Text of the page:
Governor Deval L. Patrick
Boston Marathon Bombing One-Year Anniversary
Hynes Convention Center, 900 Boylston Street, Boston
Tuesday, April 15, 2014
Mr. Vice President, Mayor Walsh, Mayor Menino, ladies and gentlemen, brothers and sisters.
None of us at this podium could possibly add to the testimony of the survivors who have spoken today.
I am just glad to be here with them and with all of you.
I am glad to join in the remembrance of Krystle and Lingzi (LING-zuh) and Martin and Sean. I am glad to share in acknowledging and supporting the families who survive them, and the other survivors -- many here and some not yet ready to be here -- who still hurt from this tragedy, and yet inspire us with their determination.
I am glad for the chance to honor and thank again the first responders and medical professionals and volunteers who cared for and comforted those hurt, and the many law enforcement officials who meticulously and methodically worked to solve this crime and find the killers.
I am glad to be here with Mayor Menino and Mayor Walsh and the many other political leaders who put their emphasis on "leader" and not on "political" throughout that fateful week.
I am glad to have this tragedy behind us, and the next Marathon ahead of us. And I am glad especially to share in the timeless triumph of our community’s response to this crisis. Because, as I see it, “Boston Strong” is about the triumph of community itself.
Over and over again in the last several years, we have emphasized the importance of building community, of seeing our stake in our neighbor's dreams and struggles as well as our own. Sustaining such sentiments is tough in the face of the crushing cynicism so prevalent in modern culture.
And yet, for me, the thing we witnessed in the aftermath of that vicious attack last year, and that I submit we are here today to celebrate, is precisely that sense of community, that enduring and transcendent display you and so many others showed last year of kindness and grace.
There are no strangers here. In the days and weeks after the Marathon last year, we were reminded how few degrees of separation there are, in fact, between us.
I think of the young lawyer on my own staff who finished the route on Boylston Street equidistant between the first and second blasts. Or the friends who left the finish line minutes before the first explosion because their small children needed a nap. Or the friends who didn’t. There are no strangers here.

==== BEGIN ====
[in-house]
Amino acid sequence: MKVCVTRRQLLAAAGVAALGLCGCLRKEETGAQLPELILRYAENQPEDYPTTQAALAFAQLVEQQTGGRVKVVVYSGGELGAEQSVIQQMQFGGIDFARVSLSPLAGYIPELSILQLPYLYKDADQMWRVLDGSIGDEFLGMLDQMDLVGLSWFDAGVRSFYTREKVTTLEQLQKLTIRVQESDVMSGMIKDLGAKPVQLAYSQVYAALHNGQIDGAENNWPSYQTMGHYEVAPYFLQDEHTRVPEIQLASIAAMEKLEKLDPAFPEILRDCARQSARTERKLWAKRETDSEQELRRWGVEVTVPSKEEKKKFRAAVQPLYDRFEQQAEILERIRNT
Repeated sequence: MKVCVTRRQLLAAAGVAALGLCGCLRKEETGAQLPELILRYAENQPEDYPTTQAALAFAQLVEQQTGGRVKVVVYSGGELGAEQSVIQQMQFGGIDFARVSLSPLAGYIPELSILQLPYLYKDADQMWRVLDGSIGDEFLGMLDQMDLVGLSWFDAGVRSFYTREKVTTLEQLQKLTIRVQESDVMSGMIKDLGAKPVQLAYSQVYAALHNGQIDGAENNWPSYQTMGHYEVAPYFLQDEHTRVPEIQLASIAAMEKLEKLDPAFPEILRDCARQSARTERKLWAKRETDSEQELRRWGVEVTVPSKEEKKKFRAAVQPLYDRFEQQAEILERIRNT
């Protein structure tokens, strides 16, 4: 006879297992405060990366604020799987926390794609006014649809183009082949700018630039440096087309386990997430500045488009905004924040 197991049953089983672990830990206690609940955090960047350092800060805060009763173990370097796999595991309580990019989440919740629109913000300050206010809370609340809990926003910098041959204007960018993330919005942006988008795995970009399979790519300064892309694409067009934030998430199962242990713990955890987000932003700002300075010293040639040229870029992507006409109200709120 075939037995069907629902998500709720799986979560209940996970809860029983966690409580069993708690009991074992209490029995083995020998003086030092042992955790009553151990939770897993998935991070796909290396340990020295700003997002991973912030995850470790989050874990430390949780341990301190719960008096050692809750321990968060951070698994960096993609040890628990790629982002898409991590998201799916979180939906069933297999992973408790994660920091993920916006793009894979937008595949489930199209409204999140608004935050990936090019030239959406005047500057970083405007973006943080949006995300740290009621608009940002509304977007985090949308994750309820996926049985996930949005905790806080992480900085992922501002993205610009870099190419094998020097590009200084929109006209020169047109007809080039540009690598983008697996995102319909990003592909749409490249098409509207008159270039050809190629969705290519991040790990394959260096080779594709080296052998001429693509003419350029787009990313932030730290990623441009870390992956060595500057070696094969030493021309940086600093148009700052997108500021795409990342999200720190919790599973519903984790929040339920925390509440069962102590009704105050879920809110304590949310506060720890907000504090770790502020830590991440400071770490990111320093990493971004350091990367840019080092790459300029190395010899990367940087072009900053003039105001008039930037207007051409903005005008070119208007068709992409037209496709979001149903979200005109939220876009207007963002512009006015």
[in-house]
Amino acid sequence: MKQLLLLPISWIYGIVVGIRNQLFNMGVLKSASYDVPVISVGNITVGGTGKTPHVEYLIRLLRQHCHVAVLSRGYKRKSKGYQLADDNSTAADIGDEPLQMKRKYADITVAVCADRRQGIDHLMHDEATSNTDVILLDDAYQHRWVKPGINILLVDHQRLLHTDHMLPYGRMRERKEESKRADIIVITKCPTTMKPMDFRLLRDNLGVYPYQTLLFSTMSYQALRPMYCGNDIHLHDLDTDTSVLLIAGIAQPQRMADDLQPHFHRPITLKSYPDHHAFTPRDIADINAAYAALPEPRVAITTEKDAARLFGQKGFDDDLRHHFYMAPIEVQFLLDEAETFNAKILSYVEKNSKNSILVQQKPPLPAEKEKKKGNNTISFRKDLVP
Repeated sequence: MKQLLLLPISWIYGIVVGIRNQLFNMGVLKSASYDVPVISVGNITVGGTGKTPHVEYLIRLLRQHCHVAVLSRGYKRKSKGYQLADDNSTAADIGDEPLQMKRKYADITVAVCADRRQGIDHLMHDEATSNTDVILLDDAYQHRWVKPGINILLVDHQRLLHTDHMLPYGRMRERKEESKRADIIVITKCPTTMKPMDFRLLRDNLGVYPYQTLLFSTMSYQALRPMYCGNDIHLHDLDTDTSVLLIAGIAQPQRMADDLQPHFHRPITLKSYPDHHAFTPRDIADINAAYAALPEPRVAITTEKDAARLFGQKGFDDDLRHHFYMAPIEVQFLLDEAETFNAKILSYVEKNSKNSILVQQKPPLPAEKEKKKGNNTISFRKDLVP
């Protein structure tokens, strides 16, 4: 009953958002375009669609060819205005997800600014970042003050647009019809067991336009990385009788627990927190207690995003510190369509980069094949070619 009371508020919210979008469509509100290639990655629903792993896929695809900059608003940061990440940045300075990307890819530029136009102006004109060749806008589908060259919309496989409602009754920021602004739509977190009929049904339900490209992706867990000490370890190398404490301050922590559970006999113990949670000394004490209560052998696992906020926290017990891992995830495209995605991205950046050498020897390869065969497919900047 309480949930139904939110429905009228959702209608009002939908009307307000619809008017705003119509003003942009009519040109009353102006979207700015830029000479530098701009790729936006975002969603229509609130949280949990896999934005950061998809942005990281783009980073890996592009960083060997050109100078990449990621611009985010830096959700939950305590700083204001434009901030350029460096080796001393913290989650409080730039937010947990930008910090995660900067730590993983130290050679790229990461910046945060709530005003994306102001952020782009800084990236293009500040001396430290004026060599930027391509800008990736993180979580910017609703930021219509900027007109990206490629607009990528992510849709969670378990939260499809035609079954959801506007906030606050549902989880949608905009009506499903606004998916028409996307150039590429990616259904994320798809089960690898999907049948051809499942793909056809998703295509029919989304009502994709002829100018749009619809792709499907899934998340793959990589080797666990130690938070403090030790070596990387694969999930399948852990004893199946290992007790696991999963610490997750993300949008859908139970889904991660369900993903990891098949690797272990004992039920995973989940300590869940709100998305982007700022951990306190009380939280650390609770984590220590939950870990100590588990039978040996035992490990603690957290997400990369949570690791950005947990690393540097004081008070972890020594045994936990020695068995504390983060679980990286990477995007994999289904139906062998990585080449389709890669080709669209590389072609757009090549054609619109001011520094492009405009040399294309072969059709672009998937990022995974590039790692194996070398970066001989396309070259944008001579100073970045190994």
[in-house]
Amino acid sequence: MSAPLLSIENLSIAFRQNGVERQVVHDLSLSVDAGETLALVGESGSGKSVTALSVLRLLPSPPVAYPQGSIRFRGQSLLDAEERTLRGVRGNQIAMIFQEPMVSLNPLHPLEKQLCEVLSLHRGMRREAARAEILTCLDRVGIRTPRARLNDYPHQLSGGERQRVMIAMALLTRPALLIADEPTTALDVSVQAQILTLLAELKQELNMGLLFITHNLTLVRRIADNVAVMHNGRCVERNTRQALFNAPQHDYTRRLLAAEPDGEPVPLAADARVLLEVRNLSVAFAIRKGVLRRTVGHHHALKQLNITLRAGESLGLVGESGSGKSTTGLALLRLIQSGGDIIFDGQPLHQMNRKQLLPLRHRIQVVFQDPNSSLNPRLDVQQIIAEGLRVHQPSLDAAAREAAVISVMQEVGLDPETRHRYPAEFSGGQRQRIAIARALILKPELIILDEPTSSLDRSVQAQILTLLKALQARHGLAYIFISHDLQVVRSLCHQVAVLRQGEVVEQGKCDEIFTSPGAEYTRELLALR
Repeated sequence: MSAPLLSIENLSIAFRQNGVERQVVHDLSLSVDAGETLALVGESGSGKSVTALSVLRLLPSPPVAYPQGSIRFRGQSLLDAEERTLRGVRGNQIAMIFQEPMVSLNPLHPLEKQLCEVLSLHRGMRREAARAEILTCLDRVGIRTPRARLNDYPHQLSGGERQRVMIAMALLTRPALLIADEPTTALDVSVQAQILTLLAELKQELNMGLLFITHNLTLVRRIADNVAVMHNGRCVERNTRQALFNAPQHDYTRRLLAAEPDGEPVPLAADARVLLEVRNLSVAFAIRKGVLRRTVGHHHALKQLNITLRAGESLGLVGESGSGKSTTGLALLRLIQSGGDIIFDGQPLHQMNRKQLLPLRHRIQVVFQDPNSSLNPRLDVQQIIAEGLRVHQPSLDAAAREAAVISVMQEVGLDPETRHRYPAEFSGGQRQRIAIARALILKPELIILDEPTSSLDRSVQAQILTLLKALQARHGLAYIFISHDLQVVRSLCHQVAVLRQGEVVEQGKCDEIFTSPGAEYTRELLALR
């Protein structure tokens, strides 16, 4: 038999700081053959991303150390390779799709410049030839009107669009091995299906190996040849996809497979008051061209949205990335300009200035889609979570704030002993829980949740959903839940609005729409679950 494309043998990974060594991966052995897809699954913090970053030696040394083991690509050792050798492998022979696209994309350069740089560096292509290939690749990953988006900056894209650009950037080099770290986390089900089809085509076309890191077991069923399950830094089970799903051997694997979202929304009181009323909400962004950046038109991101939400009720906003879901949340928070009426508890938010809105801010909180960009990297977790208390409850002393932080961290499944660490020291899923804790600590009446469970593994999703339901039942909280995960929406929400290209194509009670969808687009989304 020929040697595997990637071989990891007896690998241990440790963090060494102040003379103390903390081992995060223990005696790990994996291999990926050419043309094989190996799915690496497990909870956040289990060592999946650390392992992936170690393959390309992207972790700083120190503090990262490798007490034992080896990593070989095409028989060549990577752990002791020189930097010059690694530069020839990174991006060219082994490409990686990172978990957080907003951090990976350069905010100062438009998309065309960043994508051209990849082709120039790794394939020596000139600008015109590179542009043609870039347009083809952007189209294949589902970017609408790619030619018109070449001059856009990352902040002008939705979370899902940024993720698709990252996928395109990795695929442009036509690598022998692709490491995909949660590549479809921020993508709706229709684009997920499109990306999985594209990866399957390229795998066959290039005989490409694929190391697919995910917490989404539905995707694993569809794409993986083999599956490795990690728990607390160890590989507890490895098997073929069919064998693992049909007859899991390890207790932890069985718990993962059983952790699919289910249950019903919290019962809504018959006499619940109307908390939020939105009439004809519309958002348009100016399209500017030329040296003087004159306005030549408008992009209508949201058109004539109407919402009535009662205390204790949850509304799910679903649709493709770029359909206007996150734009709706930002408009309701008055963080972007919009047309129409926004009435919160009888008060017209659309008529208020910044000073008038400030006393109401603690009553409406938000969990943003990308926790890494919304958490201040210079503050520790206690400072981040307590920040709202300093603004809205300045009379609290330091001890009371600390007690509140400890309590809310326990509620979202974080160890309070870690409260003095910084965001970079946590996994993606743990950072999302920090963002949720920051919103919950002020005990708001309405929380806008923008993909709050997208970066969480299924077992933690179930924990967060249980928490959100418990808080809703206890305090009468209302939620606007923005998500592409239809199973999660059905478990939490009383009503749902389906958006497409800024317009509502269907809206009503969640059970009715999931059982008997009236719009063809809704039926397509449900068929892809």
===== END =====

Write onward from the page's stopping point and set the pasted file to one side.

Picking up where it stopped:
I see nurses and doctors in elevators and at the CVS whom I met on their third shift a year ago caring for the injured. Our daughter Katherine was walking towards Boylston Street when the first bomb went off. I carry in my pocket today the photograph of Martin Richard holding a campaign sign for me when he was 2 years old – he got around Mr. Mayor. There are no strangers here.
The day after the bombings I visited with Karen Rand, her boyfriend and his brother in the hospital, as she waited to learn whether doctors could save her leg. I did what I could to encourage and support her, and she reminded me that we had met two summers before on Shelter Island. Last summer, when the street in Chicago where I was born and raised was renamed for me, who should come rolling up in her wheelchair to support me but the same Karen Rand? There are no strangers here.
We are not strangers. We are all connected -- to each other, to events beyond our control, to a common destiny. We share the same fears, the same hopes, the same community. “We are all caught in an inescapable network of mutuality,” Dr. King used to say, “tied in a single garment of destiny. Whatever affects one directly, affects all indirectly.”
We are not strangers. We are, in the end, one community.
I hope we hold tight to that. I hope that as we remember the dead and the injured, we remember community. I hope that as we remember the courage of the first responders, we remember community. I hope that as we thank the medical teams and the public officials, we remember community. Because it all adds up to an enduring example of the power of common cause, and of working together and turning to each other when we could have easily turned on each other, indeed the power of love itself.
That’s what a community is. And I am so, so proud to be a part of this one. God bless you all. Thank you.